There is perhaps no greater benefit to mental health than gratitude. Grateful people are different. They are more joyful, for gratitude is a form of joy. They are more generous, kind, patient, forgiving, confident, and trusting.
Gratitude is a discipline of the mind wherein we commit to counting our blessings every day and expressing thanks to God. Our blessings are countless and our burdens, though real, are far fewer and of a passing nature. Consider the following meditation from St. Gregory of Nazianzen:
What benefactor has enabled you to look out upon the beauty of the sky, the sun in its course, the circle of the moon, the countless number of stars, with the harmony and order that are theirs, like the music of a harp? Who has blessed you with rain, with the art of husbandry, with different kinds of food, with the arts, with houses, with laws, with states, with a life of humanity and culture, with friendship and the easy familiarity of kinship?
Who has given you dominion over animals, those that are tame and those that provide you with food? Who has made you lord and master of everything on earth? In short, who has endowed you with all that makes man superior to all other living creatures? (Oratio 14, De Pauperum amore, 23-25)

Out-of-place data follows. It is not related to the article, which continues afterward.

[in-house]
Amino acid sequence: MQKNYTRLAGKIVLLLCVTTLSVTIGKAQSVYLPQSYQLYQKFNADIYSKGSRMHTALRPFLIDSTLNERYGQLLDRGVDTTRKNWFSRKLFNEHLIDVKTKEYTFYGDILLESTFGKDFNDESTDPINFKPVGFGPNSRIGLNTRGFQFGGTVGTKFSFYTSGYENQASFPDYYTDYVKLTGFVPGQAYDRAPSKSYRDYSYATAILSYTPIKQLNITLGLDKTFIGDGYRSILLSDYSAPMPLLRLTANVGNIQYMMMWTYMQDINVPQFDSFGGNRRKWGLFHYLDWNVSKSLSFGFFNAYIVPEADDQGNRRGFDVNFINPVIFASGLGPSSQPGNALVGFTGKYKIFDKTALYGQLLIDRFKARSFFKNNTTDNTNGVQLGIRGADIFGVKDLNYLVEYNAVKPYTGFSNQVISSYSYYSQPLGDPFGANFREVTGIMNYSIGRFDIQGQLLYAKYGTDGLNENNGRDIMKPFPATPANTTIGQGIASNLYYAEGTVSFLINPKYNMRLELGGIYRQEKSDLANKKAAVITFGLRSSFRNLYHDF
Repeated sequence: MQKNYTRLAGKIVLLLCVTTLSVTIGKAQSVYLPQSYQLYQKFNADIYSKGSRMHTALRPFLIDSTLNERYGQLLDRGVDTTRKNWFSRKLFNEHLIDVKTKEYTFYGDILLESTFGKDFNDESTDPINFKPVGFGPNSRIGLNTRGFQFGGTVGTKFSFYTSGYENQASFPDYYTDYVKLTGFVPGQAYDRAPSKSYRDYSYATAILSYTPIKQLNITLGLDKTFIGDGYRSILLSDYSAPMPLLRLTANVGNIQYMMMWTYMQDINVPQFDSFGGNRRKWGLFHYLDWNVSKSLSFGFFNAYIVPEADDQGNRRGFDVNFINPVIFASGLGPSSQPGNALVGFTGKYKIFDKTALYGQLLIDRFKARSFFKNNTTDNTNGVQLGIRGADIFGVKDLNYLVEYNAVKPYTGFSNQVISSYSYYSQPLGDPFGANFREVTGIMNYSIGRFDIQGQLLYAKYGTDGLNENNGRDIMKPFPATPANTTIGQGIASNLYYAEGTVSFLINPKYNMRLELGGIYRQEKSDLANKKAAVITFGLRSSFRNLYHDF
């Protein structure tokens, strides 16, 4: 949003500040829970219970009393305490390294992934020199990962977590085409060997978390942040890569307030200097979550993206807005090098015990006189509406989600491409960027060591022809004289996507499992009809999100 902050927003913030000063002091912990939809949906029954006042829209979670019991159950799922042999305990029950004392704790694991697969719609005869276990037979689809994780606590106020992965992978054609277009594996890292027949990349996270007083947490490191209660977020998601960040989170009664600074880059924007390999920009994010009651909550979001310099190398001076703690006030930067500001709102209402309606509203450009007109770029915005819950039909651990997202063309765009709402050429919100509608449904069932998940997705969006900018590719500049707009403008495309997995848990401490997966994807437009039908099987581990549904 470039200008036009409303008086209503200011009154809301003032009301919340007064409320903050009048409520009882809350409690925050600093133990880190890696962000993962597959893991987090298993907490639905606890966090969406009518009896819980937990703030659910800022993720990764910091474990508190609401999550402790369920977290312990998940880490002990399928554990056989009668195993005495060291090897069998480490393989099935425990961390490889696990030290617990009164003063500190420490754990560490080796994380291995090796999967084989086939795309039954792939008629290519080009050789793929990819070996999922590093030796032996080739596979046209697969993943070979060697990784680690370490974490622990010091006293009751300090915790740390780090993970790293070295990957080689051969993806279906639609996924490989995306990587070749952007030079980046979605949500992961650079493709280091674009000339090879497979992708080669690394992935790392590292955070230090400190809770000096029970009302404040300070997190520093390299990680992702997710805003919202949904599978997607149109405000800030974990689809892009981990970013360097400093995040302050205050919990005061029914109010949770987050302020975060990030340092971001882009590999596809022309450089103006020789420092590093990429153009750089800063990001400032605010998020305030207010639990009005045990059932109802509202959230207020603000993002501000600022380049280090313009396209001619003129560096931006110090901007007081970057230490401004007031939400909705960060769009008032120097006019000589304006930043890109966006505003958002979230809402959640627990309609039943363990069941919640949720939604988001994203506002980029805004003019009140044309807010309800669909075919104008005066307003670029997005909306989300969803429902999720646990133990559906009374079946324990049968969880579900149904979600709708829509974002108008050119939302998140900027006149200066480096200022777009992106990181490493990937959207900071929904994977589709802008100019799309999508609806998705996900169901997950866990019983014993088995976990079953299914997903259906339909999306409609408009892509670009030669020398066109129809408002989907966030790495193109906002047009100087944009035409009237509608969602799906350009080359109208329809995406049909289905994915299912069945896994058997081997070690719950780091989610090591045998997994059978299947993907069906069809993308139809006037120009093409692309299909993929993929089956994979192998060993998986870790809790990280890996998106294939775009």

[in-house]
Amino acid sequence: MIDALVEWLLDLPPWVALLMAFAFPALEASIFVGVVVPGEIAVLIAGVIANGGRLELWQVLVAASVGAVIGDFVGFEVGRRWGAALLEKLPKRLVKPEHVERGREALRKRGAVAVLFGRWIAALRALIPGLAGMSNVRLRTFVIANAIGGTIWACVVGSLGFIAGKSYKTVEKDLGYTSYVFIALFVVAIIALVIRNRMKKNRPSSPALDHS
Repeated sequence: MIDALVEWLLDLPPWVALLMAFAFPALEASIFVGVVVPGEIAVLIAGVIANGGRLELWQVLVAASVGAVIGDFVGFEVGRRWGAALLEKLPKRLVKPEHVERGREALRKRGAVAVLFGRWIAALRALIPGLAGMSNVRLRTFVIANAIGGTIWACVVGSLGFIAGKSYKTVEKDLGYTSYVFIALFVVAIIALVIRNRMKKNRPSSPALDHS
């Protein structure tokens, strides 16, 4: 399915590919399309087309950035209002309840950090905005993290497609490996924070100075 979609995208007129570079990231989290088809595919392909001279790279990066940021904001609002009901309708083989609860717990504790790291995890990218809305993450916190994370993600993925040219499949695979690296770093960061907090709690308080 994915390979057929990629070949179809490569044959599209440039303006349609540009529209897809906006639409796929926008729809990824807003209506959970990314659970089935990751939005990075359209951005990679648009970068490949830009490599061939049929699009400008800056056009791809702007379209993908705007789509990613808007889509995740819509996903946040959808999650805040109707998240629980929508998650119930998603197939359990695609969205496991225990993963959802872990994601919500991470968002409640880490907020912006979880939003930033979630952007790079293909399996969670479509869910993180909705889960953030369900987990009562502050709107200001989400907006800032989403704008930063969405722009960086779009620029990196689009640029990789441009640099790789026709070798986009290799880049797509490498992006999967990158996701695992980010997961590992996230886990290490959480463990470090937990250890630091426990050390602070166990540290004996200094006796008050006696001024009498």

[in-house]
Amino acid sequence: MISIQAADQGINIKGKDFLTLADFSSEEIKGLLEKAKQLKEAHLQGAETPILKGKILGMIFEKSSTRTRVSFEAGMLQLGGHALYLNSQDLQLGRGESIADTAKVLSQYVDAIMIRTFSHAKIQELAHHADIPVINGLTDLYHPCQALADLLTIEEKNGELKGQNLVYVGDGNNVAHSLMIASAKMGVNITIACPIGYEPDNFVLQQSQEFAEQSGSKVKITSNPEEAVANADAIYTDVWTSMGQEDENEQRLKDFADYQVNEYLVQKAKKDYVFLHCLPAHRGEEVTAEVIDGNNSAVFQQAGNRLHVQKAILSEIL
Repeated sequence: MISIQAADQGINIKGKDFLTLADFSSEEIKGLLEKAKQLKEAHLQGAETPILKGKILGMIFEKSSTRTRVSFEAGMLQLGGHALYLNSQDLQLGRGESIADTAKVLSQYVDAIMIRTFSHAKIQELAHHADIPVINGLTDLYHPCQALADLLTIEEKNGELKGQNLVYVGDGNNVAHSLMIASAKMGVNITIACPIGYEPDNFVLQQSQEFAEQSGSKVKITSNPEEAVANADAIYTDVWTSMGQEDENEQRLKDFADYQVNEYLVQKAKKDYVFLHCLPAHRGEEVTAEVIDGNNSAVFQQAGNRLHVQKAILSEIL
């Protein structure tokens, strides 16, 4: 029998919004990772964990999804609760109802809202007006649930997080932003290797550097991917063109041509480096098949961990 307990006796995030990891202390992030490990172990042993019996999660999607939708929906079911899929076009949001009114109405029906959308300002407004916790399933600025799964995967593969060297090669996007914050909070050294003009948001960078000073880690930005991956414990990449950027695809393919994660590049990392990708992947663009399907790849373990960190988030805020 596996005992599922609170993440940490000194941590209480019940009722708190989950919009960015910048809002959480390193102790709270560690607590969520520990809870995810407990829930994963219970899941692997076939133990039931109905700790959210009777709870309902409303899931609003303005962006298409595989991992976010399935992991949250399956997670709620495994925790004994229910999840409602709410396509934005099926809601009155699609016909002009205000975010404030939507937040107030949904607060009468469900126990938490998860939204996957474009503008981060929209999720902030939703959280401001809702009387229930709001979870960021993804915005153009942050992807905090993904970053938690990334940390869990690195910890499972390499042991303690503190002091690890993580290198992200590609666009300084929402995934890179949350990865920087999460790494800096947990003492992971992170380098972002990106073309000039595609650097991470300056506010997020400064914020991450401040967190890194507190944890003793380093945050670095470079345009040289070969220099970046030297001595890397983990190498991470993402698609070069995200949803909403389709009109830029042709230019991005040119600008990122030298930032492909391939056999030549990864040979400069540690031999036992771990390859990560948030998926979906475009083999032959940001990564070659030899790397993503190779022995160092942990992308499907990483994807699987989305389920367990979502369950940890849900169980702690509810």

Indeed, it is God who gives all this and so much more, things seen and unseen, known and unknown.
Our flesh is wired for negativity and looks about warily for threats. But we are not debtors to the flesh to live according to its promptings (Romans 8:12). Thus, in obedience to our spirit, we must cultivate gratitude rooted in wonder and awe at what God has done and continues to do for us. If we do not, we easily become fearful and stingy; our mental and emotional health quickly deteriorates.
When was the last time you really counted your blessings? When was the last time you looked about in wonder and awe and just sighed, saying, “Thank you, Lord; you have done so much for me that I cannot tell it all”?
Cross-posted at the Catholic Standard: Gratitude is More than an Attitude – It is a Discipline